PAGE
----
29. Wilson RC,, Jones PW, (Year: 1989) A comparison of the visual analogue scale and modified Borg scale for the measurement of dyspnoea during exercise. Clin Sci (Lond)76: 277–2822924519
30. D'Amico A,, Di Natale C,, Paolesse R,, Macagnano A,, Martinelli E,, et al. (Year: 2007) Olfactory systems for medical applications. Sensors and Actuators B121: 238–246
31. Magna G, Santonico M, Catini A, Capuano R, Di Natale C, et al. . (2012) Detection of breath alcohol concentration using a gas sensor array. Lecture Notes in Electrical Engineering, 109 LNEE, 127–132.
32. Pennazza G,, Marchetti E,, Santonico M,, Mantini G,, Mummolo S,, et al. (Year: 2008) Application of a quartz microbalance based gas sensor array for the study of halitosis. J Breath Res2: 01700921386153
33. Di Natale C,, Macagnano A,, Martinelli E,, Paolesse R,, D'Arcangelo G,, et al. (Year: 2003) Lung cancer identification by the analysis of breath by means of an array of non-selective gas sensors. Biosens Bioelectron18: 1209–121812835038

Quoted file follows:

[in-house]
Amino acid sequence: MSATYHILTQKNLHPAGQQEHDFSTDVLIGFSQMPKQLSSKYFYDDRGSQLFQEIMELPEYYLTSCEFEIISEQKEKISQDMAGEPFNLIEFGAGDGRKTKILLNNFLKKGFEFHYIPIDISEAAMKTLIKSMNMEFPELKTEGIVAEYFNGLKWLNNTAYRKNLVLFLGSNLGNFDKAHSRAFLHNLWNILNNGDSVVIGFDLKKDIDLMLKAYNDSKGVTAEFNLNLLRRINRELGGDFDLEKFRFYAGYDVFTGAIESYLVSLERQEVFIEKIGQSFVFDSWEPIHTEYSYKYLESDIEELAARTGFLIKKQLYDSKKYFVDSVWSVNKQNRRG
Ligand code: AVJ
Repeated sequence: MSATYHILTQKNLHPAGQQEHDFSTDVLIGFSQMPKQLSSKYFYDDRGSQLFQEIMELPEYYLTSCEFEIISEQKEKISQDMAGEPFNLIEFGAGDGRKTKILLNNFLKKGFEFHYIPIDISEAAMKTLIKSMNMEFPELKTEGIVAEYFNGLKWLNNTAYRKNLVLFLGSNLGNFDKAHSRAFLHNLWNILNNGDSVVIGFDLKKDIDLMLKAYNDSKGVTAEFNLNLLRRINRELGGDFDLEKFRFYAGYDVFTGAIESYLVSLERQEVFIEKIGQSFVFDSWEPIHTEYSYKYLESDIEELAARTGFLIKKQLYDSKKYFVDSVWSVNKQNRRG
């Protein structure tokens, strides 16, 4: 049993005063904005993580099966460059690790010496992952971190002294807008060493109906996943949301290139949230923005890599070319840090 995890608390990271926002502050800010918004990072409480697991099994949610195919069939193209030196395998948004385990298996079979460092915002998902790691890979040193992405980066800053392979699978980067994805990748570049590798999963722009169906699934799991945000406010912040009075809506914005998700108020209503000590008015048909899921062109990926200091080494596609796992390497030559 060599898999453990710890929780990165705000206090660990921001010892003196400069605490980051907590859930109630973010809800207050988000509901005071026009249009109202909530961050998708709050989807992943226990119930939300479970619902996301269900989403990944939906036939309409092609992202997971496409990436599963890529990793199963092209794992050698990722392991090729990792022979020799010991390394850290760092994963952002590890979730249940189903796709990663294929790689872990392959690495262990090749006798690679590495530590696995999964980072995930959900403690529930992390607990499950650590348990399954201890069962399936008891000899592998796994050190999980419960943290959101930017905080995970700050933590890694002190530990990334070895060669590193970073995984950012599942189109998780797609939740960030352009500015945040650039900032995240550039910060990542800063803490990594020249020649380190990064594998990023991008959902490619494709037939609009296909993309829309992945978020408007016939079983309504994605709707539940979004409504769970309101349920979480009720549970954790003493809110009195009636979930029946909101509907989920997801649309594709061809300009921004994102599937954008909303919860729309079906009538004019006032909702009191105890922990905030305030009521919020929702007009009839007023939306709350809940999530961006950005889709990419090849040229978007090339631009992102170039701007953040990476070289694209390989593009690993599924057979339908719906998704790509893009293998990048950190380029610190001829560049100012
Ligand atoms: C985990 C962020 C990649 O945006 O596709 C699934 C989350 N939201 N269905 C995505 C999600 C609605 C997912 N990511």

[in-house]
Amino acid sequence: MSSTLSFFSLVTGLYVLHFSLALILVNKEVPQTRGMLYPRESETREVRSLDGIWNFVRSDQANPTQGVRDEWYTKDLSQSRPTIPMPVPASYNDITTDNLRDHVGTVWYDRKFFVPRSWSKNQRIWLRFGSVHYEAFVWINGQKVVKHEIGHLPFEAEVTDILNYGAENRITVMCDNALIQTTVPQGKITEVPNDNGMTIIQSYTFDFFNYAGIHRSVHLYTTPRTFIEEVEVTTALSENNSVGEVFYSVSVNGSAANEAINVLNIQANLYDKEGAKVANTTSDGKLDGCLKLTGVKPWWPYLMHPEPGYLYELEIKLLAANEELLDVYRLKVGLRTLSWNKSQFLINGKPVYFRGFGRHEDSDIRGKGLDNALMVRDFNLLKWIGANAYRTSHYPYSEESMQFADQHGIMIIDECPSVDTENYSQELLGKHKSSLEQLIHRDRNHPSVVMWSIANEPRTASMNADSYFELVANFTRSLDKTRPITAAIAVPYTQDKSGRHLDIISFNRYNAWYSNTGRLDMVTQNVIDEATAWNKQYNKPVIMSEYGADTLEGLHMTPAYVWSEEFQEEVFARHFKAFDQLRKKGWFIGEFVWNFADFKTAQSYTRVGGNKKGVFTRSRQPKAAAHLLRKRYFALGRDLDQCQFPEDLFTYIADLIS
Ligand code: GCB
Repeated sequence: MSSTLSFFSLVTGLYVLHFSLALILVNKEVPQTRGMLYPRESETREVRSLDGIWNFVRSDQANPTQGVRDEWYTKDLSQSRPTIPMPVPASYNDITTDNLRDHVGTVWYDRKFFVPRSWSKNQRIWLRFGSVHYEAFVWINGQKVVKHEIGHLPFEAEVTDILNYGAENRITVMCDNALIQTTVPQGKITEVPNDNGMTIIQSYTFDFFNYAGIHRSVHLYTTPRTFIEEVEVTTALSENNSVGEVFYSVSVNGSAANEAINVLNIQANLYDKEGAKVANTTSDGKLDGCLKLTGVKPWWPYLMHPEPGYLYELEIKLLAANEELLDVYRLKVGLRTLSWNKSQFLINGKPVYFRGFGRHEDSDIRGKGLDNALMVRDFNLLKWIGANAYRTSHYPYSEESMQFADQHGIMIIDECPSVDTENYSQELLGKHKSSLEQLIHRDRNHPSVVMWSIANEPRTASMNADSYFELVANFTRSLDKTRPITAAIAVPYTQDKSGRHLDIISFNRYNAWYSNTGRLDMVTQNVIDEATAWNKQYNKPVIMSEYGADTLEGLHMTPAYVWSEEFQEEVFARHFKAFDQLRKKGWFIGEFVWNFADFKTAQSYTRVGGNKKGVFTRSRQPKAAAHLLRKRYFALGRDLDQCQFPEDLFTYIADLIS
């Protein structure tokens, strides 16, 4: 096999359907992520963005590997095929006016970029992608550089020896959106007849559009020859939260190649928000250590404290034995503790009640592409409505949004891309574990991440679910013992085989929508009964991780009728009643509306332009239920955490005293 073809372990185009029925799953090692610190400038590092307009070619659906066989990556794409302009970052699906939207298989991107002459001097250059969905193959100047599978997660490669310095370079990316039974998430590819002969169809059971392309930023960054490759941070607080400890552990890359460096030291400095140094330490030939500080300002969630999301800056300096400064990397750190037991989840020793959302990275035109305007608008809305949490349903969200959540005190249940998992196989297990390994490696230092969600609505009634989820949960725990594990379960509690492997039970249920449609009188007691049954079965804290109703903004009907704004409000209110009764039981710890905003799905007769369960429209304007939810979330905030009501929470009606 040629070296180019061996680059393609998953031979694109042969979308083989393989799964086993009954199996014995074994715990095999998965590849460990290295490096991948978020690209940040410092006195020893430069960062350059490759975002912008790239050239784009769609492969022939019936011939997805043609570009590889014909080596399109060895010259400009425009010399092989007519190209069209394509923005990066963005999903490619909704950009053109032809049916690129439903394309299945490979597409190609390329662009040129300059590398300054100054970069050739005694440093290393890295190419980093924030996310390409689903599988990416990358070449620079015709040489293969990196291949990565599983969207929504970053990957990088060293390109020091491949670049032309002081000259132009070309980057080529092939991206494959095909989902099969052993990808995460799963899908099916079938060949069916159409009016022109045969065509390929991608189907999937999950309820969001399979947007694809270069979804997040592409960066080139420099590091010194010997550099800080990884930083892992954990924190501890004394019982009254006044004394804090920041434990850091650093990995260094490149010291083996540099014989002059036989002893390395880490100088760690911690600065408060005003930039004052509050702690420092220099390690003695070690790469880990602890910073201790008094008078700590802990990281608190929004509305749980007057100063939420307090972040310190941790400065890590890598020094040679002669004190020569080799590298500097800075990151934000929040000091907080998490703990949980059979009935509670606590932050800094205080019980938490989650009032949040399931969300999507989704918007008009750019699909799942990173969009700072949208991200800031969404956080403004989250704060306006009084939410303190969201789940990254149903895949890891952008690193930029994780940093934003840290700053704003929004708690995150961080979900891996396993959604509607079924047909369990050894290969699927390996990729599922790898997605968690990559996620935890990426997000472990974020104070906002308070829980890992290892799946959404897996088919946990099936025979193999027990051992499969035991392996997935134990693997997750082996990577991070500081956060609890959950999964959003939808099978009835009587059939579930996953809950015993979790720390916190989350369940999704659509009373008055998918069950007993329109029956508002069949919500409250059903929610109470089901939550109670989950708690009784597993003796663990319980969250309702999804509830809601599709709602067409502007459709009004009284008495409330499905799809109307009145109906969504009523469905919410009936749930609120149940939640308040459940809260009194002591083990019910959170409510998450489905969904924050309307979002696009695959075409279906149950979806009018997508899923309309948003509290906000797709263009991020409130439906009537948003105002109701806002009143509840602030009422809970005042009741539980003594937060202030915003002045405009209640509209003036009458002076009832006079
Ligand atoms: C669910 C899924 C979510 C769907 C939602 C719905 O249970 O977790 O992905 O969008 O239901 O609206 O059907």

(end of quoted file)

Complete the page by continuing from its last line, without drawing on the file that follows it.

34. Burgel PR,, Paillasseur JL,, Caillaud D,, Tillie-Leblond I,, Chanez P,, et al. (Year: 2010) Initiatives BPCO Scientific Committee. Clinical COPD phenotypes: a novel approach using principal component and cluster analyses. Eur Respir J36: 531–53920075045
35. Massart DL, Vendeginste BG, Deming SN (1988) Chemometrics: a textbook. Data handling in science and technology, vol. 2. Waltham, MA: Elsevier Science.
36. van Beurden WJ,, Dekhuijzen PN,, Harff GA,, Smeenk FW, (Year: 2002) Variability of exhaled hydrogen peroxide in stable COPD patients and matched healthy controls. Respiration69: 211–21612097763
37. Hogg JC,, Timens W, (Year: 2009) The pathology of chronic obstructive pulmonary disease. Ann Rev Pathol4: 435–45918954287
38. Parr DG, (Year: 2011) Patient phenotyping and early disease detection in chronic obstructive pulmonary disease. Proc Am Thorac Soc8: 338–34921816990